The Algona Upper Des Moines from Algona, Iowa on September 2, 1891 · Page 5
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The Algona Upper Des Moines from Algona, Iowa · Page 5

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Algona, Iowa
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Wednesday, September 2, 1891
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Page 5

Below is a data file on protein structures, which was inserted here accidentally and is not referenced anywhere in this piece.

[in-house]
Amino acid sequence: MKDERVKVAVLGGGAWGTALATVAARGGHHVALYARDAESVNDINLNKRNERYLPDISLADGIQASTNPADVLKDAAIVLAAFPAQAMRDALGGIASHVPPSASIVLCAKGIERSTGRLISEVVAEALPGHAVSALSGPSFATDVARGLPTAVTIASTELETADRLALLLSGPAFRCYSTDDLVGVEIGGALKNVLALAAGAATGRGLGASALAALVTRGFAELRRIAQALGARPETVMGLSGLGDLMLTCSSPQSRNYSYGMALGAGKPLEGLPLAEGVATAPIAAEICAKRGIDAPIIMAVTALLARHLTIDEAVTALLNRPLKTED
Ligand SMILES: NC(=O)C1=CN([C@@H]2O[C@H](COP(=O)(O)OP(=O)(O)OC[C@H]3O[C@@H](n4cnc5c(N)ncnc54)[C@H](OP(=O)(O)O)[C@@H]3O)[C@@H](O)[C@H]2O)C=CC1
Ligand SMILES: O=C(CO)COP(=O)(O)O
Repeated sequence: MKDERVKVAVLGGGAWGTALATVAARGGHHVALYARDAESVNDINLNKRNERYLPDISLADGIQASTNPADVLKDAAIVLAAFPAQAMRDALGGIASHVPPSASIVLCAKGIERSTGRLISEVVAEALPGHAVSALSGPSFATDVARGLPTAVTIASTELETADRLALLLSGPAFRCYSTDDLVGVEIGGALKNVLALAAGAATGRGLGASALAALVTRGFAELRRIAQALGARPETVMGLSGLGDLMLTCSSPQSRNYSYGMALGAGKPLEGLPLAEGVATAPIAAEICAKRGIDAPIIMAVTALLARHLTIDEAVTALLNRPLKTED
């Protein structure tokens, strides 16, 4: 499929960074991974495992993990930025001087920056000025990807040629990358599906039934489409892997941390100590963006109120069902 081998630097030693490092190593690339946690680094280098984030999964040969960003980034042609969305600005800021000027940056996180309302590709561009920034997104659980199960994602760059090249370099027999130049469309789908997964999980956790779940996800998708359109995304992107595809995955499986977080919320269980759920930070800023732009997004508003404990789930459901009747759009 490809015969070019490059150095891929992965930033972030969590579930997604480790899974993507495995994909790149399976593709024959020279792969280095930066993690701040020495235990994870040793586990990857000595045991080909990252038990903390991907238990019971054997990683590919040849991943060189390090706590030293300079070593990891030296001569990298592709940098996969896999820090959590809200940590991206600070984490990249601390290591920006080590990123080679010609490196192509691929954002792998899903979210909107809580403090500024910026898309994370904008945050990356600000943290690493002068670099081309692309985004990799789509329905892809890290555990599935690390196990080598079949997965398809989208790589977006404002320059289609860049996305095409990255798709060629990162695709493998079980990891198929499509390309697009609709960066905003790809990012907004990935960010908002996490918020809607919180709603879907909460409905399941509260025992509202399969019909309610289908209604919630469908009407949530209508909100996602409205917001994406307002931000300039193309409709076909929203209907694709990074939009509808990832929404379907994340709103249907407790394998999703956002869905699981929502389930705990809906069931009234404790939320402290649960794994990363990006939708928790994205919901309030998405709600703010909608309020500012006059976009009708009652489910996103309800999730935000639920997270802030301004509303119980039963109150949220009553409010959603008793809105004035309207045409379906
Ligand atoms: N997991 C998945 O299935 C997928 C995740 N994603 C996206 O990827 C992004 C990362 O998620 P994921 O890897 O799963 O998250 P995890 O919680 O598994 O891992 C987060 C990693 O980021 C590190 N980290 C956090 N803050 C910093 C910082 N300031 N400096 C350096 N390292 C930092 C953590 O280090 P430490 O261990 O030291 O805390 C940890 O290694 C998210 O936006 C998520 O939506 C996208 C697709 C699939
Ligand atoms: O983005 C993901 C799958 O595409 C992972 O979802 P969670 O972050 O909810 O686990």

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THE tJPPEB BBS MOtNES; ALGONA, tOWA, WEDNESDAY, 8EPT. 2, 181)1. •MM ARRIVAL AND DEPARTURE OF TRAINS. CHICAGO, MliWAtJKEE * ST. PAUL. "%. West—Pass.— East—Pass.— V ~ iTl; ... .6:02 a in No..3 ..10:24 a m 3 4:37pmNo.4 9:30pm "Freleht— Freigk>- No. 9 7:15a mNo.8 ll:55pm No 13 ..ll:45amNo. 14 2:30pm Na 5 .'.'... ..8:17pinNo. 10 12:15am CHICAGO A NORTHWESTERN. North— Elmore pass..4:0o p m South— Elmore pass 12:20 p m Sfc Paihm..9:65 a m DesMoinesft 6:20 p in THE CITY, the present stmcture pulled back. He will ttiilld att addition and raise the main part, and have a large and Col. Spencer is enlarging his hfiy barn. John Reed's house is shining in new paint. Notice the advertisement of the night school. A. L. Hunt and Cora B. Kltmie are licensed to wed. A lot of land lookers got off at Algona last Thursday. An infant child in the Scoville family died Monday evening. Market prices are: Wheat, 80@80c; oats. 20@23c; corn, 46c. Sunday evening services at the Methodist church at 7:30 o'clock. Agent Vesper had sold over 100 tickets to the state fair yesterday noon. Now that we have a well, how would it be to wet down the streets betimes.! 1 J. B. Winkel has purchased the lot and office occupied by Drs. Morse & J/Pride. Everybody must be haying these days. The few who come to town are after help. It is said that last week was the coldest week in August that Iowa has seen for 20 years. J. J, Wilson says one man has brought in wheat that went 30 bushels to the acre. Olof Johnson has eight acres of millet this year which goes 15 tons of hay. That is a pretty fair record. A dance is announced for Friday night. The canvas will be down and good music will be furnished. The State .Register notes the sale of Abdallah Belle by Seth Warner to S. Mayne of Bancroft at Independence. The literary entertainment given Friday evening :for the reading room was highly enjoyed and netted the society over $18. Ledyard has .-secured A. A. Sifert to take charge of the schools there this fall. The town is lucky in getting so good a teacher. x ?he Young Ladies' Foreign Missionary society will meet with Mrs. Black on Saturday, Sept. 5. A full attendance is desired. ' Bert Barr, who is sergeant in Company F, lias qualified as a state sharp- of three less comfortable home on the bluff at the west hall, end of State street. Thbs. That toot race our LuVerne correspondent promised came off at Liver- thore, but unfortunately Lu Verne's man was not in it. Livermore won the race and is evidently elated over the result. If Lu Verne can't down him, some of other towns should take him in band. The Second warders have a republican cliib. It organized at the wigwam last Wednesday evening with Thos. F. Cooke, president; W. B; Quarton, vice president; C. M. Doxsee, secretary; ahd Av Sawvell, treasurer. All together constitute an 'executive com- mitte Rev. F. M. Smith, who resigned his pastorate of the Baptist church here, is now located at Missouri Valley near Council Bluffs. He drove overland with his horse last week, and Mrs. Smith und family follow. Rev. W. H. Dot-ward of Carroll will occupy the pulpit a week from next Sunday. In the midst of all the boom in horses W. F. Carter seems to hold his own, and in addition to his Shetland colt now has a herd of Indian ponies, a lot of horses, and a full-blood Clydesdale stallion ho has recently brought in. He traded for the ponies out west, and for the other stock at Mason City. In response to a request for portraits of temperance workers to adorn the walls of the new temperance temple in Chicago, the local society decided last week to send one of Mrs. Mary Carter, who has been an active and efficient worker in Algona. As soon as the portrait is finished it will be forwarded. At a meeting of the reading room society, Friday, Miss Lenette Wilson recited Samantha Allen's remarks on women in the Methodist conference. Her rendition of this choice piece of humor at Des Moines last winter won her high compliments from the city papers, and was enjoyed by those present Friday. The democratic county convention to select delegates for senatorial and representative conventions is to be held Thursday, Sept. 17. The senatorial convention meets at Emmetsburg Sept. 22, and the representative convention in Algona Sept. 29. Our friends—the enemy— evidently intend to put candidates in the field. The annual meeting of the W. C. T. U. of Algona will be held in the reading room on Friday afternoon, Sept. 11, .at 3 o'clock. Officers will be chosen for the coining year and other business of importance will be transacted. All members are urged to be present, and all who are interested in the W. C. T. some store rooms. If an opera hall is not put in by the new banking company they may fit their second story for a F. Cooke and Win. Walsh started for Muscatine yesterday. f the preliminary contest on the rifle r-angc begins today to determine who shall represent Iowa in the inter-state <»n- test. There are 27 contestants at Muscatine, and ten will go to Springfield. 111., where the final shoot occurs Sept. 7. Should our Algona representatives get on the stat« team they will go on to Springfield, and Capt. Cooke will go in any event, and be gone there and in visiting friends in Dubuquo some three weeks. One of the best improvements of the year is now in progress on the lots occupied by Peter Johnson's shop. He has torn down the old buildings and is beginning a new building which will be 20x58 feet on the ground and 18 feet high. The roof will be of iron, and corrugated iron sidinff will bo used. This will make the building practically fire proof, and an ornament to town. This corner was one of the old original business corners of Algona, and the fine building will bo a suitable reminder of the days when Smith Bros.' little rod store stood near by. Travel has at length begun over the now Blackford hill, and all who pivss that way will appreciate the service that has been rendered. The county has made this one of the best instead of one of the worst roads, and the board is' entitled to all credit. The cost has shooter, having a record than 20 at all distances. The question of interest now is which one of the various kodak owners is trying to save his money by taking several pictures on the same film. Thos. Henderson has a job of putting in two bridges -over Four Mile creek, and otherwise repairing the highways. It is said the work is badly needed. The Northwestern fair train is a vestibuled passenger:. They run it to let the people up here know that they have good cars on their other lines. Sumner Stebbins has begun a couple of sizeable additions to the house he lately purchased in the-west part 'of town, and will •soon have a comfortable home. D. D. Kenyon bought lumber at Paul's last week for a new house on liis farm north of town. He will build 16x26 with an addition 16x18, and another 10x12, which makes a big house. The pumping apparatus is in place in the town well and the test thus far shows that it furnishes 60 gallons of water a minute. That will supply the needs of the town for some years, P. M. Evans of Panola, 111., and a brother from Kansas have visited in Algona for several dn.ys returning to Illinois last night. The Illinois brother owns a fine farm and was out to see it. A new house is going up on the Button farm in Cresco, L. Nelson is building an addition, Russell Bamsey is putting up a big granary, and E. A. Fuller a barn. All got lumber at Paul's yard. Mrs. Bessie Starr Keifer will lecture on temperance at the Congregational church -on Thursday and Friday evening of this week. She is one of the best speakers on Che platform. Come and hear her. The city council met Saturday evening and after allowing alot of bills, fixed the tax levy at six mills for city purposes and two mills for water tax. This will make taxes a little higher till the water bonds are paid. It now seems as though Geo. V, Davis of Bancroft would be Mr. Smith's competitor for legislative honors. Mr. Davis is an old settler, and the democrats would be doing well if they can pursuade him to run on their ticket. Our horsemen who were at Independence say that a number of horse owners announced that they were planning to attend the Kossuth. fair, and would bring some good horses. It seems certain that we shall have some lively ' \yaces. Leonard Hohn is preparing to im* prove his home for the winter, and has O. and the reading room. This office has, thanks to G. W. Pangburn of Elmore, a sample from Kossuth's champion field of wheat. The farm lies near Elmore and 100 acres in one field yielded 2,600 bushels. The sample sent shows a very high grade of wheat, and the lucky owner has made his stake in one season. Who has any figures to beat this record with? It is reported that "Uncle Steve" Pettibone has sold his farm west of Algona to some Illinois men, getting for his own eighty and an eighty belonging to Misses Josie and Jennie Pettibone $27.50 per acre. Uncle Steve's health has not permitted him to work hard for some time, and he will take it a little easier from this on. He has one of the finest looking and best farms in the county. The facts in the reported trouble Dr. McCormack had with the United States revenue department are that he had dispensed whisky to some of his patients without a license, The revenue officer heard of it and visited him, and when he learned the facts granted a license, Dr. McCormack paying the usual penalty for delay in taking it out. The doctor did not know that he had to have a license in order to use liquor in his practice, Our old Algona merchant, Chas. •Stinson, is again in trade at Sheldon. He went into a bank, but from the Mail we learn has bought a store. The Mail says: "It seems quite natural to see Mr. Stinson again behind the store counter, and Mail readers will welcome the return of his advertisements to the columns of this paper in much the same spirit that they greet an old friend. Mr. Stinson is a good merchant. He will get his share of the trade and keep it." Alex, Dorweiler confirms the report that he and Henry Thompson have purchased the Henry Munch store at Whittemore and will take possession at once. This gives a fine opening to two rustling young men, whose success is already assured. Alex, will leave his position in Jas. Taylor's as soon as he can get away and Henry will quit the creamery business at Whittemore at once. Both are well known and experienced business men, and we wish them good luck in their venture. Another change in Algona real estate this week gives promise of Algona's next year's boom. Wm. K. Ferguson has bought the lot owned by Frank Winkel, which has J. B. Winkel's office oil it, and will build a two story brick in the spring. He and H. Ho*ie build together, giving Algona a been more than was talked at one time, but a much more thorough job has been done. Surveyor Hutch ins also deserves due credit for using his influence and skill in securing this radical change. Every man who has occasion to haul to town from the west ought to feel thankful for the agitation which has resulted in this much needed and well performed piece of road work. A number of horse experts gathered at the Northwestern depot Saturday to see the trotting stallion brought up from Independence by John Winkel, and the standard mare bought by S. Mayne. Both wore from the best stock put up at the great sale which was held with the races, and both were bought very low considering breeding and merits. Winkol's horse has a record of 2:28, which puts him in a fast class, and is a fine looking horse. We understand he will trot at the county fair in the free-for-all. Mr. Mayne's mare is with foal to a horse whose fee is $150, and the colt will be something to talk about if it has no l>ad luck. The Republican complains that its local contemporaries have said nothing about its proposed plate "innards." Inasmuch as the change was being made to get up a cheaper paper and reduce expenses, THE UPPER DES MorNES thought silence very complimentary. It had no desire to call attention to the fact that its contemporary was carrying too much sail and was about to cut its reading space down to smaller limits. As to the merits of plates vs. patent insides the readers will have an opportunity to decide for themselves by comparing the Republicans "innards" with those of THE UPPER DES MOINES. One reading will satisfy the most skeptical. Last week THE UPPER DES MOINES had the pleasure of giving its readers another of C. P. Dorland's always enjoyable letters, and this week Miss Eva Whitney, our popular school teacher, tells of her eastern trip. Next week we shall publish an interesting letter from Horace Mann, who has also been in the east. We do not usually boast of anything connected with our work, but it is a matter of satisfaction to recall the number of bright and spicy letters and articles our columns have been the means of furnishing the public, all from the pens of our own home citizens. THE UPPER DES MOINES is something of a protectionist, and it prefers a good letter from a Kossuth citizen to even Bill Nye's plate matter, and a home farm discussion to even the best from some outside politico-farm bureau. PERSONAL MOVEMENTS. Miss Gertie HSbbard is visiting her sister Cora. Prof. Gilchrist was an Algona visitor last Thursday. B. A. Myers shook hands with Algo- ha friends again Saturday. F. S. Stough was an Independence visitor last week for the races. Miss Ethel Gray is up from Fort Dodge on a visit at E. G. Bowyer's. Miss Gertie Clarke starts Friday for her first year in Wellcsloy college, near Boston. Mr. and Mrs. Frank Nicoulin and Mr. nnd Mrs. J. F. Nicoulin went to the fair yesterday. Glen. Brunson is home on a visit, and Chas. Covell. a member of the circus band, is with him. C. Sessions is enjoying a visit from his son from New York, who comes to Algona occasionally. Miss May Colburn enters the Minnesota state university this fall, and goes to Minneapolis Monday. Mr. and Mrs. Jas. Taylor are homo from their Wisconsin visit and look as though they had enjoyed it. Mrs. G. W. Pangburn Is down from Ehuoro for a week's visit at D. Rico's, and with friends in Algona. Theo. Chrischilles is in Chicago buying goods. Mrs. Chrif-chlllos is in Minneapolis visiting her son. Miss Hoaton, who has visited at Dr. Sheet// for some weeks, returned to lior Now York home Sunday night. John Gocdors is home from Chiciij.ro, where ho bought a stock of goods that will fill his store to overflowing. n Fred, and Emm D. Clarke wcro in Eug-lc Grove last week on a visit with their aunt, Mrs. J. C. Heckart. Miss Nettie Horrick returned yesterday to Knoxvillo, after a ploasant two weeks' visit with old Algona friends. H. Herrick, who formerly lived in MICHIGAN PEACHES Are likely to be at their best within the next few weeks. We expect to have a good supply. They will! be arriving nearly every day. We will be glad to furnish fruit for those who expect to do canning. Get the CASH STORE prices before you buy. We are selling everything cheap. Fruits of all kinds will be cheaper this year than last. Flour has taken a very sharp advance, and will likely continue high till another crop grows. Call and sec us. TOWNSEND & LANG-DON. FARM LOANS. Having secured the agency of the New England Loan and Trust Company, I am now prepared to make farm loans on live to ten years' time at the lowest possible rate, with privilege of partial payments before due. Office over Chrischilles' store, Algona. S. S. SESSIONS. Kossuth, but who now has his homo at Lehigh', was up on a visit on Thursday. A. C. Parker was over from Spuncor last Friday on a business visit. Ho is steadily gaining' in health and strength. Editor Freeh and others represented Kossuth at the stnte meeting of good templars, and report an enthusiastic meeting. Mrs. Rutherford's brother, Mr. Gillespie, and a gentleman from Chicago, Mr. Hoi 1m, are out for the annual chicken hunt. Mrs. Robert Henderson is an I'M more visitor this week. Her daugnter is running a millinery store there and is meeting good success. Mrs. Anna Randall, noo Nicoulin, and Miss Eliza James of Appleton, Wis., were in Algona last week on a visit. They returned to Mason City, where Mrs. Randall lives. Misses Josie and Louise McCoy and Mary Smith start Monday for their school work at Minneapolis. Miss Ada Smith went to her school last Friday, and Miss Jessie goes Saturday to spend a day at Faribault. E. O. Brewer came out with Henry Simpkins for a visit. Two other Madison friends are here visiting him for a chicken hunt, R. W. Hunt and Otto Mayer. They will enjoy our salubrious air, whether they got game or not. Mr. and Mrs. M. E. Lumbar started on their return to Iowa City Saturday, after a pleasant vacation in Algona. They went to Dos Moinos, where they visit at L. F. Robinson's through the fair, then go to Iowa City, whore Mr. Lumbar continues his studies. A Night There will be a of the Northern School. regular session Iowa Normal m., for cannot School from 8 to 9:30 p. the benefit of those who attend during the day. Classes in Commercial Arithmetic, Book - keeping, Practical Grammar, and Penmanship. Classes in German, Literature, and History. Other classes formed when demanded by not less than six students. Two to five evenings a week. Tuition, $3 per study for term of twelve weeks. Term opens Monday, Sept. /• Apply, for further information, to F. M. Chaffec, at office of the Normal School. SEEDS! Timothy seed, Red clover seed, Mammoth clover seed, White clover seed, Oil cake meal, Lawn and orchard grass, German millet seed, Alsyke seed, Blue grass seed, Red top seed, Canada field seed, Stock food, Seed flax, seed wheat, Seed oats, seed corn, AT J. J. WILSON'S. Cloths and Trimmings. State: University The Several Departments will Begin the Year 1891-92 on Sept. 16. J. K. FILL & SON, Merchant Tailors A full stock of cloths and trimmings always kept on hand, .,IK' 'urnlohod at as low rates aw «.. i bo bought elsewhere. All worl. done promptly. WE GUARANTEE SATISFACTION. Come and He« UK before placing your order. It will bo to your advantage. SEVERAL of our young people have already expressed themselves as intending to enter the night school, which is to be organized in connection with the Normal. The classes in bookkeeping, commercial arithmetic, penmanship, and German are meeting with special favor. Those desiring to have other classes formed than the ones named in the advertisement, or who wish to arrange for taking up any of the linos of work, should consult at once with Mr, Chaffec. Now 1'aliit Shop. Sid. Cottorell has opened a new shop opposite the Tennant house, and will do all sign and carriage painting. Each depnrtmont is thoroughly equipped for efllclont work, und no pulnH will bo spared to afford students the bCHt possible opportunity to pursue their chosen lines of study. For particular information as to the respective departments, address as follows: Collegiate—Charles A. Sehaoffor, president, Iowa City. Law—JOmlln McClnJn. chancellor, Iowa Oily. Medical—L. W. Llttig, M. D., secretary of faculty, Iowa City. Homueepathic Medical—A. 0. Cowperthwulte M. D., dean of faculty, Iowa City. Dental—A. O. Hunt, M. D., duan of faculty, Iowa City. Pharmaceutical—E. L, Boerner, Ph. G.,doan of faculty, Iowa City. Expenses in all departments are reasonable. Cost of board In private families, *!> to *5 per week; in clubs, 81.50 to J!i.50 per week. For catalogues, or for gonei'al information, address CHAS. A. SCHAEFFER, President. HOW TO LOOK WELL. Sco Fill «fe Son's New Goods and Buy a StyllsU Suit of Them. A new stock of fall and winter goods is just in at the old reliable tailor shop of Fill & Son, the best yet shown in Algona. ; Call and see their goods. They guarantee satisfaction, and are making better clothing at cheaper prices than ever before. Miss AGNES RANDALL, wtoo is at the head of the Normal music department this .year, will organize her class in sight singing Thursday evening of this week at 7, in the chapel room of the Normal building. The tuition in this class Is $1.50 for twelve weeks, two evenings each week. All interested in singing are requested to be present the first evening—tomorrow evening. Wutortowii Hoots and Shoos. I have just received an invoice of the above make, consisting of Kangaroo, Calf, and Dongola Kid, both for ladies' and gentlemen's wear. Having had 25 years' experience in the manufacture of boots and shoes I can with confidence assure my patrons that for quality of material and stylo of finish these goods have no superior in our market. Prices to suit the times. JNO, SHAUP. South Dodge-st., Algona. 18 TOPICS OF THE TIME. This Uncertain Weather Calls for Kciuedleu that Will Act Quickly. For diarrhoee or summer complaint in any form there is nothing better than Chamborluin's Colic, Cholera, and Diarr- hoea remedy. Mrs. Nancy Berry of Adams Iowa State Normal School CEDAR FALLS, IOWA. T. 2C. ©O1T. LOTTIES Dealer In all kinds of fine pressed brick front and two hand- GALBHAITH has a nants at cheap prices. few more rem- HOUSE to rent; 7 rooms, panti'y and cellar. Inquire of E. H. Clarke, Go TO Rist's Racket bargains.—20 _ store for great Go TO Galbraith's for boots and shoes. Have you seen their $2.25 ladies' fine shoes? To BENS'—House, five rooms, J. E. 'Stacy. in Lawrence county, Ky., says one dose of it cured her of an attack of diarrhoea; two or three doses will cure any ordinary case. When reduced with water it is pleasant to take. Sold in 25 and 50 cent bottles by F. W. Dingley. _ The Mainstay In His Family. Aug. Hornung, a well-known manufacturer of boots and shoes at 830 Nolan street, San Antonio, Texas, will not soon forget his experience with an attack of cramps, w-bich ho relates as follows ; "I was taken with a violent cramp in the stomach, which I believe would have caused my death had it not been for the prompt use of Chamberlain's Colic, Cholera, and Diaivhoea Ueme- dy. The first dose did me so much good that I followed it up in 30 minutes with the second dose, and before the doctor could get to where I was I did not need him. This remedy shall always be one of the mainstays In my family. Sold by F. W, Dingley, druggist. _ . Speaks from Kxperience. CAPBO MILLS, Texas, June 5, 1891.— To the public : From my own personal knowledge I can recommend Chamberlain's Colic, Cholera, and Diarrhoea Remepy tor crajnpa iu the stomach, also for diarrhoea and flux. |t l» the beat medicine J haye ever seen K. Sher- A Technical School for Teachers, Established, supported, and supervised by Die State of Iowa. Sixteen Specialists in the Faculty. More than one hundred eaiirtidates for graduation the coming school year. Students are graduated any time during the year when the course in completed. State certillcatos granted by law to graduates of the school, write for catalogue to HOMER H, SEERLEY, Prest. Furniture, Picture Frames, Looking glasses, chromoH, and all lilnds of ready-made colllns. Hearse for public use. Huadiiuarlors for the best SEWING MACHINES AND ORGANS. F. L. PARISH'S Hardware and Tin Shop. Special attention given to all Hinds of repairing, including Guns, Pumps, and Gasoline Stoves, Clot3a.es etc. Am also prepared to put In furnaces and do plumbing and gas-pipe lltting; AND IRON AND TIN ROOFING. Prompt attention will bo given to all work in my line. Shop south of court house. H. A. SESSIONS, DR. L. A. SHEETZ, Drugs and Medicines. Full assortment always on hand of drugs, med- clnes, and pure liquors for medicinal purposes only. Ste.tioi3.ory. used, and is the ''' b riU, Auctioneering Done. The undersigned will cry public sales Kossuth and adjoining counties. Have twent) years' experience. Terms reasonable. {^"Applications for my services may be left atthe law office of S. B. Sessions, Algona, la. GEO. E. BOYLE, Whittemore, Iowa. DEALER IN MONUMENTS AND HEADSTONES, Granite or Marble, ALGONA, IOWA. Satisfaction guaranteed in all cases. O, DEALER IN REAL ESTATE, JOHN EDWARDS, Lauds bought and sold on commission. Particular attention given to care and sale of real estate iu Kossuth and adjoining counties. Agt. tor German Ins, Co., Prwport, in, passage tickets to old countries at lowest rates. FURNISHED— AT 8KVEN PER CENT, INTEREST. At Kossuth County Bauk, Apply at once. Feed, and Sale Stable, South of Tennant House, •A.X-0-OST.A.. - - Ip'W'.A.- My rigs are all first class, and I will do what is right to secure a share of the trade. Also owner of the stallions— ' BLACKWOOP ANP BILLY Blackwood by Bluckwood Jr. ; dam Mag by Heiuy Clay (8), time 3:46 to rotf'w&oa. Billy Lee by Gen. I*ee, by Gwn.'TBasha,v, QO ; dam Belle WUsou, ti racing ware,